A poet’s eye for the erotics of art
The essays Enrique Juncosa wrote during his nine years as director of IMMA reveal a glittering mind
There was a rumour that he was a poet, and that he had come to Ireland with many thousands of books. He was living in a house in the grounds of the Royal Hospital in Kilmainham. As he was Mallorcan and it was winter, he must notice the cold, I thought. Then I heard that he did not know before he came to Ireland that there could be cold like ours – the damp insinuating cold, with frost in the morning, a cold that lasts for months and gets into your bones and wearies your spirit. It would not have helped, I thought, that there were so many bare dripping trees around the Irish Museum of Modern Art. It was not a natural habitat for someone brought up on an island in the Mediterranean.
To be from the island is to know how both to absorb and to withstand the outside world. Mallorca is a very conservative society, with an upper middle class, or an owner class, that has retained its power and its holdings with considerable care, having built them up over a number of centuries. It is easy to imagine the consternation that Joan Miró must have caused on the island. Not only was his work uncompromising, his iconography almost private and childlike, when it was not dark and public, but he had made his left-wing credentials plain when he showed work in the same pavilion as Picasso showed Guernica. As the second World War broke out, he took a great risk in coming back from France into Catalonia. He was warned by a friend, however, not to dream of going to Barcelona. Instead, with his wife, Pilar Juncosa, and their daughter, he travelled to her native Mallorca. He remained there for the rest of his life, quietly working. Mallorca took him in and rescued him. Pilar Juncosa was the sister of Enrique Juncosa’s grandfather.
The first thing I noticed about Enrique Juncosa when I met him was his good humour. He smiled when I mentioned the cold, in the same way he would smile over the routine matters, large and small, sent to try him during his nine years as director. He found things odd or amusing or funny. He knew a great deal, but he wore his knowledge lightly, and it was fascinating to watch as his knowledge of Irish art, for example, began to increase.
He cared deeply about Imma’s collection, realising that even if the museum did not have enough space during his time to show all the work it wanted to show, it might well have more space in the future. During his period as director the permanent collection thus increased enormously, and it began to include some of the best work done by Irish artists since the 1940s, as well as work by international artists. This might seem part of the normal job of any director, but it was done in a time when museums and curators were questioning the very idea of a collection, and were openly discussing deacquisition as part of their function. In the strange world of the modern art museum, the idea of the institution as a custodian of work to be enjoyed by generations in the future was being dismissed as hierarchical, old-fashioned and a waste of time.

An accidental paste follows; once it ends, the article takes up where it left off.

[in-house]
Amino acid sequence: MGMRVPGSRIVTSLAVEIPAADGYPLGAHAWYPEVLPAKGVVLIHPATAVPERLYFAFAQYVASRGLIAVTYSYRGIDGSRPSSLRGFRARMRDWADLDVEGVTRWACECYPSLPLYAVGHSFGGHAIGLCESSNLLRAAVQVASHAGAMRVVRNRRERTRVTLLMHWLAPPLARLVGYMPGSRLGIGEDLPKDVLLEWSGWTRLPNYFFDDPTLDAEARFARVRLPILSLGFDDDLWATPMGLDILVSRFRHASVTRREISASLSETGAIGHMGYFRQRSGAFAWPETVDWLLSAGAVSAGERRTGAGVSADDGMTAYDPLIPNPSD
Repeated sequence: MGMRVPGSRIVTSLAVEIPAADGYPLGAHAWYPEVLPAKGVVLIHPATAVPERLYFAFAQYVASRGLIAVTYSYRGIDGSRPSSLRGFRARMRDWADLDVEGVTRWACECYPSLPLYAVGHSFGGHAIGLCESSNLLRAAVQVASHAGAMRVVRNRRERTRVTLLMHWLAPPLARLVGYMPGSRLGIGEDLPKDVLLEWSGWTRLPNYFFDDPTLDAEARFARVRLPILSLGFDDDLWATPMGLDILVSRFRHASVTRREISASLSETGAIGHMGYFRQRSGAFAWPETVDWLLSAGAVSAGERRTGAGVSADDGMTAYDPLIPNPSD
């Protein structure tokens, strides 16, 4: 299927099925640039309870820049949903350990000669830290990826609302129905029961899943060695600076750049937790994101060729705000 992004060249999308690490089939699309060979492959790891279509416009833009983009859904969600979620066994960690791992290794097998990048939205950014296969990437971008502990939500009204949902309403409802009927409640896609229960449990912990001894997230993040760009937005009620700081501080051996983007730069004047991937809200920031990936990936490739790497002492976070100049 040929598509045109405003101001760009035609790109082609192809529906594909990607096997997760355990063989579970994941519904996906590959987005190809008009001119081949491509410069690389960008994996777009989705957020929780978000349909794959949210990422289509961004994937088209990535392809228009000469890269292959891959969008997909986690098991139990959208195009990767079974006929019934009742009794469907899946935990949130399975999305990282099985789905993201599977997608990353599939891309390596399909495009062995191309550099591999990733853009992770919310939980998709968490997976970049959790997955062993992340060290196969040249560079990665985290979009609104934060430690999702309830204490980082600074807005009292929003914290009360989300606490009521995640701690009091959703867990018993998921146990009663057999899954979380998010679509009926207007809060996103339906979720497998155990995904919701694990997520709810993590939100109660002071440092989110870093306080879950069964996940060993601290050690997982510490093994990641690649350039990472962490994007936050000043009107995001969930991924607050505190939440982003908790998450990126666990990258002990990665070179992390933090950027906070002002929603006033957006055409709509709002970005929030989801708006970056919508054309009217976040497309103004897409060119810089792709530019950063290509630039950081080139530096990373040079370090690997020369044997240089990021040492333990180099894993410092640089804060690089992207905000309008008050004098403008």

In Ireland, Enrique Juncosa immersed himself in the work not only of Irish artists of international repute but also of figures he began to admire, such as Charles Brady and Cecil King, both of whom had died in the previous decade or so, and whose work appeared in Dublin auction rooms, but whose reputations were uncertain. I remember once taking Enrique through a list of Irish artists, most of them unknown outside Ireland. With each artist, Enrique could pinpoint the works by that artist that were in the Imma collection, and he could remember who had donated a work, or what funds had been used to buy it.
What made Enrique Juncosa’s work as a museum director unique, I think, was his relationship with fiction and poetry. He spent two or three hours reading each morning before going to work. Thus he was completely at home with the new novels and poetry coming out in English and in Spanish. He also devoted a great deal of time to writing poetry. This meant that he understood something fundamental and serious about the concept of an artist at work and the idea of the imagination, an understanding not shared by many other museum directors or curators.
Although it is easy, if foolish, to see a work of art as a moment in art history, or part of a movement that lasted a decade, or the result of a theory, it is much more difficult to do this with a novel, or indeed a poem. The sense of the individual will, or the individual talent, or an actual living voice and aura, is deeply insistent in works of literature. The notion of the writer as powerful and autonomous is also felt deeply by the reader. Indeed, it is something that readers demand. This is one of the reasons why editors and publishers do not have the same power as curators and art critics.